Stanford University will collaborate with edX, the nonprofit online learning enterprise founded by Harvard and MIT, to advance the development of edX's open source learning platform and continue to provide free and open online learning tools for institutions around the world.
By June 1, edX will release the source code for its entire online learning platform. In support of that move, Stanford will integrate features of its existing Class2Go open source online learning platform into the edX platform, use the integration as a platform for online coursework for on-campus and distance learners, and work collaboratively with edX and other institutions to further develop the open source platform.
"This collaboration brings together two leaders in online education in a common effort to ensure that the world's universities have the strongest possible not-for-profit, open source platform available to them," said John Mitchell, vice provost for online learning." A not-for-profit, open source platform will help universities experiment with different ways to produce and share content, fostering continued innovation through a vibrant community of contributors."
Stanford will continue to provide a range of platforms for faculty to choose from in hosting their online coursework, including continued partnerships with Coursera, Venture Lab and other providers. The university will focus its ongoing platform development efforts on the new merged platform, combining key features from the Class2Go open source platform with the open source edX code base.
"We will continue to use multiple online learning platforms and determine which platform and approach best serves the educational goals put forward by our faculty and what best matches their interests," Mitchell said. "But we will focus our development efforts on a single, open source platform which makes the most efficient use of our time and resources."
EdX and Stanford will collaborate along with others around the globe on the ongoing development and refinement of the edX online learning platform. EdX will support and nurture the community of developers contributing to the enhancement of the edX platform by providing a rich environment for developer collaboration as well as technical and process guidelines to facilitate developer contributions.
"It has been our vision to offer our platform as open source since edX's founding by Harvard and MIT," said Anant Agarwal, president of edX. "We are now realizing that vision, and I am pleased to welcome Stanford University, one of the world's leading institutions of higher education, to further this global open source solution. I want to acknowledge the key role played by our edX Consortium member UC-Berkeley, which was instrumental in fostering this collaboration. We believe the edX platform – the Linux of learning – will benefit from all the world's institutions and communities."
Mitchell said that Stanford's Class2Go platform development team has been in contact with the edX team for a number of months, and that much code is already synchronized so that the collaboration between the two platforms will be a smooth one. The advantage will then be "a larger team building one strong open source platform, rather than two competing open source platforms, which we think will be more desirable for universities around the world," Mitchell added.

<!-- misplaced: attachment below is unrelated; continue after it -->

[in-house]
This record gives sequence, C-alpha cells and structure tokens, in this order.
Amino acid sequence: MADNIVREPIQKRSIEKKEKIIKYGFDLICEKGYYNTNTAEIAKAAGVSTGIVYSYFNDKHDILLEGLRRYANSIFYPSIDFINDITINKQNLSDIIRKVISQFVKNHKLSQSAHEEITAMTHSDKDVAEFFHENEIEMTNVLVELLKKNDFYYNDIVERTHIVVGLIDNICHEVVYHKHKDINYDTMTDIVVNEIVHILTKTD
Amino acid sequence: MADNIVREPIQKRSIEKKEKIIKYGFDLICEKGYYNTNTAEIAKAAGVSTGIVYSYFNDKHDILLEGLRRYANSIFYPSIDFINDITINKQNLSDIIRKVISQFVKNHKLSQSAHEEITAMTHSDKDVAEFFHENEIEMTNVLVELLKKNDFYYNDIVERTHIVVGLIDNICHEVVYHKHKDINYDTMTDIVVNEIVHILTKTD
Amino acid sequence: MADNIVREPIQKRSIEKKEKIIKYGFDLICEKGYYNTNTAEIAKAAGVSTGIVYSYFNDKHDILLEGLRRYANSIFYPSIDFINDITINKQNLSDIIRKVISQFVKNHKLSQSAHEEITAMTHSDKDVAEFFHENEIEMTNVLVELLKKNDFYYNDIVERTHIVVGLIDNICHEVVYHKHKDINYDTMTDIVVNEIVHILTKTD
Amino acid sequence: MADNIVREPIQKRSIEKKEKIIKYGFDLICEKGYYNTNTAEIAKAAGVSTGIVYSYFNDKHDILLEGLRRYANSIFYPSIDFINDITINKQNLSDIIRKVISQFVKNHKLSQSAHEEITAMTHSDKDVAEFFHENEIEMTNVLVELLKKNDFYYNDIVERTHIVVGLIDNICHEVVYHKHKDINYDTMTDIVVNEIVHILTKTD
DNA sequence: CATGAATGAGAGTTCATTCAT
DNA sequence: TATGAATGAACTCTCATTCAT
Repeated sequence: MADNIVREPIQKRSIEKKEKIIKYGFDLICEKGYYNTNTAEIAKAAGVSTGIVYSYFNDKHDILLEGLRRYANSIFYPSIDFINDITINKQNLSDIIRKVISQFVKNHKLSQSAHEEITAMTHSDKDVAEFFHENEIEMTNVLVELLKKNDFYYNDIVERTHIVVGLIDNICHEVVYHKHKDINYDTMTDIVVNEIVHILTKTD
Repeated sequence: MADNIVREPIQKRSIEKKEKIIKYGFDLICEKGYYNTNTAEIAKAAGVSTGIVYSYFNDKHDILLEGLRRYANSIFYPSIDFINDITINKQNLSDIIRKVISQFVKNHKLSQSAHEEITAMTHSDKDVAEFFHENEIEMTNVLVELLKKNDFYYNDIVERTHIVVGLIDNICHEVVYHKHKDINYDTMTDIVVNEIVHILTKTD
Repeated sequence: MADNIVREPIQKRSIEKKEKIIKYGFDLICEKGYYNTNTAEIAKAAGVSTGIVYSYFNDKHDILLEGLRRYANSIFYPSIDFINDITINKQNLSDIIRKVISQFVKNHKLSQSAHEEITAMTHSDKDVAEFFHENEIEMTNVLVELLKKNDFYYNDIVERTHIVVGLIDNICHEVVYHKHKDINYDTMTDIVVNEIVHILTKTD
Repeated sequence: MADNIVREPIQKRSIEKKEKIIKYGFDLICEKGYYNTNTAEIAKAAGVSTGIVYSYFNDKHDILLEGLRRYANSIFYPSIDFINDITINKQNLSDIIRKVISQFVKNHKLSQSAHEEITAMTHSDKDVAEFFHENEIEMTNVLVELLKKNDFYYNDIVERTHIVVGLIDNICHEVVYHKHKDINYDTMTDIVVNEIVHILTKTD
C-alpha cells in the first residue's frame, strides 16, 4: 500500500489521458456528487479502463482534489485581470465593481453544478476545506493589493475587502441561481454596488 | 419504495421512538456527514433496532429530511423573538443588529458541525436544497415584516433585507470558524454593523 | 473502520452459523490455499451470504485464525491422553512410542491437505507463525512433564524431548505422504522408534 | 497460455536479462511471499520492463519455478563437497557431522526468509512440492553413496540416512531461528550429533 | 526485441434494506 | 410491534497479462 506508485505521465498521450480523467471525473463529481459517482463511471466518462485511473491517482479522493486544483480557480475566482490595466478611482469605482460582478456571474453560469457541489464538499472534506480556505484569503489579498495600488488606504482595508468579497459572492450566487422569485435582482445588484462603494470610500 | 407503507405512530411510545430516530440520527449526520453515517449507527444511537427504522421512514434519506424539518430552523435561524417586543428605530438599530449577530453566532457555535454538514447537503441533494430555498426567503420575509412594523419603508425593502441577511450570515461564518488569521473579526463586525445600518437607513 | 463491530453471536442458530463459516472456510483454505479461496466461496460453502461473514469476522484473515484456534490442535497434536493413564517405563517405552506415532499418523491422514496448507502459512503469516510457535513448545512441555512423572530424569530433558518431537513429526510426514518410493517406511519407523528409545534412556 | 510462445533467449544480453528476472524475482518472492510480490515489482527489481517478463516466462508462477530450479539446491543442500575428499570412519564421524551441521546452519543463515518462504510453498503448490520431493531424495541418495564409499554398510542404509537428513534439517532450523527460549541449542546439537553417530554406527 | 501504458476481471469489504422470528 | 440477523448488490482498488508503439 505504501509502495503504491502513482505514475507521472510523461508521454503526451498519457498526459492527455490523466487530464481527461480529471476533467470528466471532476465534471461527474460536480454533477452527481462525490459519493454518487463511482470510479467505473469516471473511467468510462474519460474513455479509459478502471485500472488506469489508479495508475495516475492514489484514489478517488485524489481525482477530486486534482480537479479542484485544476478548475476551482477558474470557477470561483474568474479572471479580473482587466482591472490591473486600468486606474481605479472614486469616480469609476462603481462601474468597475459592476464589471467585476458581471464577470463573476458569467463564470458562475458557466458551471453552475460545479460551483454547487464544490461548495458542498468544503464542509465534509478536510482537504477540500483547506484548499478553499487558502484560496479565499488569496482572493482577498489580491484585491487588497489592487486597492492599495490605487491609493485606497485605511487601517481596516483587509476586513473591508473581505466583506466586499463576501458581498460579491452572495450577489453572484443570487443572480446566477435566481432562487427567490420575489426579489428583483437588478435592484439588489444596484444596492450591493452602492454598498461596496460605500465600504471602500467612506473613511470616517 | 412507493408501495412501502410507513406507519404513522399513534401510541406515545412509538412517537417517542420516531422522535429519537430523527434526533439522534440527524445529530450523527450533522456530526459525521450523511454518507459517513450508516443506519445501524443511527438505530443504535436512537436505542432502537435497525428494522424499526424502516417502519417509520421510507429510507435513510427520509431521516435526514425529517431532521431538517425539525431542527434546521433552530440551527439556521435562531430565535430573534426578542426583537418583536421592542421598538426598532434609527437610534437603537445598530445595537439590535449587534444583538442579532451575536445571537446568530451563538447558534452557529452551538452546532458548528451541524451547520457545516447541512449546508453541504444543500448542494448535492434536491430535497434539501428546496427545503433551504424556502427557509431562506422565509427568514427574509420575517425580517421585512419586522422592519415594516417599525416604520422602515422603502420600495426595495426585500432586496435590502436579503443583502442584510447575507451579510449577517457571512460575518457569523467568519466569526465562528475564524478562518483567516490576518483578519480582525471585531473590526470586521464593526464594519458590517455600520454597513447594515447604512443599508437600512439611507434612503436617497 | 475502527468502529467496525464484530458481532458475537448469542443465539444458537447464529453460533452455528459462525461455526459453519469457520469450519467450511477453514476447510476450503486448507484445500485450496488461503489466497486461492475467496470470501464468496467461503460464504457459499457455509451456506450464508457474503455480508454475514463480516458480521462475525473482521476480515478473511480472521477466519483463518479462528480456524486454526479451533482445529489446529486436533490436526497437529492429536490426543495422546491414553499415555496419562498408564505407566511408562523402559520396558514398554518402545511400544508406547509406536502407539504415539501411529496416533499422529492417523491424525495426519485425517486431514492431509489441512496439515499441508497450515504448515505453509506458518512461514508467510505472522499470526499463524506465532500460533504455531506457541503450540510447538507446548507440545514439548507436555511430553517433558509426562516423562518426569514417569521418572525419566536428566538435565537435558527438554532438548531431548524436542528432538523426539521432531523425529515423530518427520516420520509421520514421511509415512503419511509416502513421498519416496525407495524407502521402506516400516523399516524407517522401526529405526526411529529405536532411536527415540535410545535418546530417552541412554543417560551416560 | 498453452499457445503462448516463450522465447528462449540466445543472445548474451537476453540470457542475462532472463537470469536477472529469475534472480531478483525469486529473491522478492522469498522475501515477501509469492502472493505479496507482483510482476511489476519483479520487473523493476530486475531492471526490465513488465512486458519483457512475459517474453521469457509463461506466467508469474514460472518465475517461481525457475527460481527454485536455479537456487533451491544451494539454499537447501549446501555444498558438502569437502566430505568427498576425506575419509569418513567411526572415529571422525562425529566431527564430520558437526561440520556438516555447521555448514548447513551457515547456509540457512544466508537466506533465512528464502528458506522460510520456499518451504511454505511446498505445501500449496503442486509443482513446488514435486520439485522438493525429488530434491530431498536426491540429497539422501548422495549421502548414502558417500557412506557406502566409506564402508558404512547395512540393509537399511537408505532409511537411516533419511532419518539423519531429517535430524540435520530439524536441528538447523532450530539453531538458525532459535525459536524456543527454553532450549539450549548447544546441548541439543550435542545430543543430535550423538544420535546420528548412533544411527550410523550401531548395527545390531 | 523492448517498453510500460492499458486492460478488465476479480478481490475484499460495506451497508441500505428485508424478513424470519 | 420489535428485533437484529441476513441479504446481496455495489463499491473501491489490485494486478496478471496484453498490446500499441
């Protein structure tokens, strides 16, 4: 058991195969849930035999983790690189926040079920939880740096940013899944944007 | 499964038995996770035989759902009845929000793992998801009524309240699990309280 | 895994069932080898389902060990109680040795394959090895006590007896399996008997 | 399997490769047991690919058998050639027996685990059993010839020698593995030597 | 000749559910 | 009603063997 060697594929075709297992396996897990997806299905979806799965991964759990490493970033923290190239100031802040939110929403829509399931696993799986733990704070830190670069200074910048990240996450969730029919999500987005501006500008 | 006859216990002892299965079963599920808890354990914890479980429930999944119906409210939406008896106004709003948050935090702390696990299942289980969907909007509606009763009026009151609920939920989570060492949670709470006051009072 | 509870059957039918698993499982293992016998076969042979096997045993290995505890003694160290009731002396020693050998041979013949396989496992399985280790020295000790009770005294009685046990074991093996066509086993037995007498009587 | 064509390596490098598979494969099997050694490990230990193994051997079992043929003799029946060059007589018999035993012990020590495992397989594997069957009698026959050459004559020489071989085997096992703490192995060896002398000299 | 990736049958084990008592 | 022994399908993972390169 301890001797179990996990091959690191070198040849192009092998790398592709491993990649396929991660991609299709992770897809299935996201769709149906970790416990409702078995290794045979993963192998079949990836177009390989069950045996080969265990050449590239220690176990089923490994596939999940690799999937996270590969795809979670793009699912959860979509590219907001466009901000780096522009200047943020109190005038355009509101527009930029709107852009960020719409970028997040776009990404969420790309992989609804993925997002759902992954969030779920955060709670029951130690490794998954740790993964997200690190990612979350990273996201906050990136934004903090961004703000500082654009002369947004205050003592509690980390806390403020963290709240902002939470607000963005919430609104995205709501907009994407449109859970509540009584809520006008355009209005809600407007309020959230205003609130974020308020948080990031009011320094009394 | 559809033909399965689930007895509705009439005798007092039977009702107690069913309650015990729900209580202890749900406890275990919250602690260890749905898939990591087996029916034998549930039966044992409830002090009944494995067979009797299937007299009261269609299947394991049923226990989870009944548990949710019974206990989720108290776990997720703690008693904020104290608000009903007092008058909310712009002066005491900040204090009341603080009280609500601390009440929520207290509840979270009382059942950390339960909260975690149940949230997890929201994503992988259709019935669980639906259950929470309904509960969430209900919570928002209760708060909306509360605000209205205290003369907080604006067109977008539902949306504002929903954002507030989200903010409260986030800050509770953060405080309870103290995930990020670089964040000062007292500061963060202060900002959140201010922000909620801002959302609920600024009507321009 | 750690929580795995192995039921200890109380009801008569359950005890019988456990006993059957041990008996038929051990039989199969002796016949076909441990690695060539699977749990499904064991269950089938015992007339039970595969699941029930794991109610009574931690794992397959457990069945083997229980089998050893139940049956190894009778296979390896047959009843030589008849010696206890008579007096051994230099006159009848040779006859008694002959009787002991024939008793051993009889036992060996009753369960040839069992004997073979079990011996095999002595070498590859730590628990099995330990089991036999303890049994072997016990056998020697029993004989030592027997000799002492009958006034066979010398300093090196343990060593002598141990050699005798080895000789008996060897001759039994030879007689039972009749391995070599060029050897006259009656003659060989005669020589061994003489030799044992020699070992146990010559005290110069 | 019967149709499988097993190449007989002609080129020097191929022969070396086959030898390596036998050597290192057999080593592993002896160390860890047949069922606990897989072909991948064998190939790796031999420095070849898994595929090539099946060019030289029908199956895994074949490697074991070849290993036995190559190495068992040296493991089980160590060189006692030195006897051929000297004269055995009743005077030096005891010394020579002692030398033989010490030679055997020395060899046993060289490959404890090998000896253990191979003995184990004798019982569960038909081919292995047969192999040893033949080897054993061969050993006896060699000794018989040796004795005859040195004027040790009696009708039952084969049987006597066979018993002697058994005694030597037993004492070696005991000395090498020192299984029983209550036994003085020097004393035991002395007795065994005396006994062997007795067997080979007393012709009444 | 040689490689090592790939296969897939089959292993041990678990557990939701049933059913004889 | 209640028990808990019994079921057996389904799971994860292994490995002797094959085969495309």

Stanford is evaluating how students best learn, and how faculty can best teach, in an online environment. Photo credit: L.A. Cicero | Stanford News Service
While Stanford faculty continue to develop MOOCs, the array of online exploration on campus is much wider. Faculty are teaching more Stanford on-campus courses with online components, such as flipped classrooms, interactive video, social interaction, assessment and other functions. They're exploring new ways of packaging online content for different audiences with varied needs. And they're asking the big questions about where online is going and what it means for education itself.
Stanford faculty members have shared their online teaching experiences in a series of videos released this week on the Stanford Online website.
Open source online learning platforms such as edX will allow universities to develop their own delivery methods, partner with other universities and institutions as they choose, collect data, and control branding of their educational material. Further developing online opportunities through open source technology is a key objective of the partnership between edX and Stanford.
The edX learning platform source code, as well as platform developments from Stanford, edX and other contributors, will be available on June 1, 2013, and can be accessed from the edX Platform Repository. On that date, developers everywhere will be able to freely access the source code of the edX learning platform, including code for its Learning Management System Studio, a course authoring tool; xBlock, an application programming interface (API) for integrating third-party learning objects; and machine grading API's.